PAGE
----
A stated purpose of the United Nations (U.N.) is to suppress “acts of aggression or other breaches of the peace.” Currently, ISIS is aggressively targeting Christians in acts of genocide.
This is why we have submitted yet another statement requesting that the U.N. “join other international bodies and formally recognise that the ongoing atrocities committed by ISIS against Christians, Yazidis, and other religious and ethnic minorities in Iraq, Syria, and elsewhere in the region constitute genocide for purposes of implicating the obligations of the international community pursuant to the Genocide Convention and the well-established responsibility to protect.”
With every day that passes where the U.N. fails to recognize the genocide and fails to act, more and more lives are lost. The little hope that the victims of genocide cling to is also being lost. One survivor stated, “No one cares about us like we are not human” and that they “didn’t feel valued as humans.”
Indeed, ISIS’s acts against Christians and other minorities are unbelievably inhuman. As we detailed for the U.N.:
ISIS members have killed Christians and Yazidis by the thousands, have enslaved and raped thousands more because of their religion, and have destroyed their places of worship, their homes, and their livelihoods.
In June 2016, the Chairman of the U.N. Independent International Commission of Inquiry on Syria made the following statement:
“Genocide has occurred and is ongoing . . . ISIS has subjected every Yazidi woman, child or man that it has captured to the most horrific of atrocities.”
Similar accounts of genocidal acts against Christians have been documented across Iraq and Syria. Hundreds of thousands of Christians have been forced to flee Iraq and Syria since the rise of ISIS, decimating the Christian population.
ISIS’s barbarity knows no bounds. ISIS’s religion-targeted abuses in Iraq include beheadings, burning people alive in caskets, and other barbaric “killings, rape, kidnapping, enslavement, theft . . . destruction of religious sites . . . sexual slavery, forced conversion, ransom demands, property seizures, and forced business closures.”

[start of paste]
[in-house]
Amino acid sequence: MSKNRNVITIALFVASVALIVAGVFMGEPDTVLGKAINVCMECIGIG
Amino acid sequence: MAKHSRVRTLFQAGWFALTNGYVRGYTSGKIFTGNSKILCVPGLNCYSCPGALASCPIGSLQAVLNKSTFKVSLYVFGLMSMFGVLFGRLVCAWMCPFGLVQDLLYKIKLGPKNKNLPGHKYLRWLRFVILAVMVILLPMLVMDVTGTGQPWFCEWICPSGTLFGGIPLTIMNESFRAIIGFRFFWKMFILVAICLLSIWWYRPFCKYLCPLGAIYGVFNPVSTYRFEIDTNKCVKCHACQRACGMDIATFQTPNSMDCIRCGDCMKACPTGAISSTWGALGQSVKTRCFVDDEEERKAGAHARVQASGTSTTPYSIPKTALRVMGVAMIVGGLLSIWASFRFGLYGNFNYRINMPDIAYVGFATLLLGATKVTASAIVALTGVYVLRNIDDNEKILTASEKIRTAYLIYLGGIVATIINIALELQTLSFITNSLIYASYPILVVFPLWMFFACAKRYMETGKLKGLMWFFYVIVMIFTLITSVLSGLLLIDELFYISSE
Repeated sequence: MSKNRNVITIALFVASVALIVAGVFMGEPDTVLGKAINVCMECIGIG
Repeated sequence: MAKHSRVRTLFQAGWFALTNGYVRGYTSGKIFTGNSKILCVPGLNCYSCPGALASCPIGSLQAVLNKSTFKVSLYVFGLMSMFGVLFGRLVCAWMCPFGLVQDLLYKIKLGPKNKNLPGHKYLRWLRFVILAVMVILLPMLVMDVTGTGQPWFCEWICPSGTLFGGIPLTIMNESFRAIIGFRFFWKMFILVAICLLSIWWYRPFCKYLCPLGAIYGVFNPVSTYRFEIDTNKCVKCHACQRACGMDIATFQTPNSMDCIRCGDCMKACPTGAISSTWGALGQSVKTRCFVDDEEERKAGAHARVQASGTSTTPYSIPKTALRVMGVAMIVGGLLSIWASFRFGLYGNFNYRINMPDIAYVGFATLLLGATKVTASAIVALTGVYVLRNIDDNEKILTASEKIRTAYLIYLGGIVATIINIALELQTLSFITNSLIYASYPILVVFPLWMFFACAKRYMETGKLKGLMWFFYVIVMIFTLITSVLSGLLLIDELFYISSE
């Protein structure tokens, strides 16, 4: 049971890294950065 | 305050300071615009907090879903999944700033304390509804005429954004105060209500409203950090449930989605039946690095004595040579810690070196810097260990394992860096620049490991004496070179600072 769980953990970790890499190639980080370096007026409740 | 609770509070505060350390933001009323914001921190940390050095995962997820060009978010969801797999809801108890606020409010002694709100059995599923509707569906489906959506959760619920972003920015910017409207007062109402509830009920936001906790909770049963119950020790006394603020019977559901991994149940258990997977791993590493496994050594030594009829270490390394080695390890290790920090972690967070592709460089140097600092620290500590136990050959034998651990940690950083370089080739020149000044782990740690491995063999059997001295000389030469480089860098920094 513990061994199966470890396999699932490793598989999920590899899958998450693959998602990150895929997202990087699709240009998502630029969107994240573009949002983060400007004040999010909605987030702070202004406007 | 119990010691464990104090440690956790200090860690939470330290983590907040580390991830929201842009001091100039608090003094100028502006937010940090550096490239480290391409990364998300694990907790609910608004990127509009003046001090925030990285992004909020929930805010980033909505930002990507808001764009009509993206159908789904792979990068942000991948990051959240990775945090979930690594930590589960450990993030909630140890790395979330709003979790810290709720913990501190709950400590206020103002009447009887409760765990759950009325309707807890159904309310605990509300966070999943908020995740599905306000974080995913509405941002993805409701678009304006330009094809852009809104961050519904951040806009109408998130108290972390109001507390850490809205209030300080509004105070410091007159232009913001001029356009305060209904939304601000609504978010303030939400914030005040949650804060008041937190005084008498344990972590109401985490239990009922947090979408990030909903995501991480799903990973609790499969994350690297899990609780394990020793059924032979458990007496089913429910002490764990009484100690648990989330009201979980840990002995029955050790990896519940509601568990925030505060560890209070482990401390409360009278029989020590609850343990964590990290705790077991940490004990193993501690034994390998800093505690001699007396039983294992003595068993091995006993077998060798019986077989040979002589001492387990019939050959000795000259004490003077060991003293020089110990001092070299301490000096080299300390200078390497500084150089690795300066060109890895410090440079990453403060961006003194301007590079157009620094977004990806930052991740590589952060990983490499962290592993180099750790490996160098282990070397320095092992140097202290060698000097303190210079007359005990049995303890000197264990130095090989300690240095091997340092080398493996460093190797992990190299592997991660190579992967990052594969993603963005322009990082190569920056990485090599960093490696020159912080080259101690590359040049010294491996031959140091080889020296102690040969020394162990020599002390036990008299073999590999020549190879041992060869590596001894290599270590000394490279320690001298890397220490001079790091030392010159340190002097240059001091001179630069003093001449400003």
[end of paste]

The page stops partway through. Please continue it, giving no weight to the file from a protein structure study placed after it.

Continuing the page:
In Syria, ISIS has beheaded and stoned men, women, and children for blasphemy, heresy, and apostasy. One Christian Syrian woman described “Christians being killed and tortured, and . . . children being beheaded in front of their parents.” She said, “250 children . . . were put in the dough mixer, they were kneaded. The oldest one of them was four-years-old.” ISIS tortured a boy while demanding his father and two others renounce Christianity, before executing all four by crucifixion. Eight Christian women were publically raped and beheaded. There are “mass graves of Christians.”
ISIS’s notorious abuses are targeted primarily against religious minorities, including an estimated 200,000 Iraqi Christians in 2014. ISIS has expressed its specific intent to kill all Christians. In addition, ISIS has demanded that religious minorities pay a tax (called jizya), or flee — punishing by death those who fail to comply. This purported offer to allow Christians to pay a jizya tax has been falsely interpreted by some to negate the genocidal intent displayed by ISIS. However, Al-Baghdadi has stated of Christians, “People of the Book . . . today are a people of war who qualify for no protection.” Regardless, paying jizya or converting to Islam to avoid death are not meaningful alternatives to genocide.
The atrocities Christians in Syria and Iraq are facing at the hands of ISIS, and other radical jihadists, should not have to be spoken aloud. Yet these things are occurring daily, and the perpetrators are not being held accountable. We must speak about these things to bring light to this terrible evil. We cannot afford to ignore these horrific acts – doing so truly denies the humanity of ISIS’s victims. It is well past time that the U.N. join with other international leaders and declare that genocide against Christians and other religious minorities is occurring.
It is not enough to merely state that genocide is occurring, which is why we’ve also requested that the U.N. act to “defend the rights of all religious minorities, including the Christians in Iraq, Syria, and any other place where ISIS engages in genocide – without delay.”
As we continue our global advocacy campaign for the victims of genocide and persecuted Christians around the world, join with us. Sign our petition to end genocide and protect Christians.
As we aggressively engage globally to defend dying Christians from genocide, every donation (even $5) makes a difference & will be MATCHED. Have your gift doubled through our Matching Challenge.
New legislation pending in Bulgaria would significantly restrict religious freedom and impair the free exercise of Christians in the former communist nation. Bulgaria’s three main political parties sponsored a parliamentarian bill amending the Religion Denominations Act of the country. The bill,
In our continuing efforts to combat genocide, this week through our international affiliate with consultative status at the U.N., the European Centre for Law and Justice (ECLJ), we sent a letter to the U.N. Special Adviser on the Prevention of Genocide, Adama Dieng. In our letter, we informed him...
For one Christian pastor, Thanksgiving was spent in a Chinese prison cell, separated from his wife and children in America. Pastor John Cao – a lawful U.S. permanent resident – has faithfully served the people of China and Southeast Asia for decades, conducting humanitarian efforts and building...
On March 5, 2017, Pastor John (Sanqiang) Cao, a 59-year-old Christian pastor and humanitarian worker, was arrested and thrown into prison by Chinese security agents in Yunnan province, China, as China continues its crackdown on Christians . Pastor John is a U.S. permanent resident from Greensboro,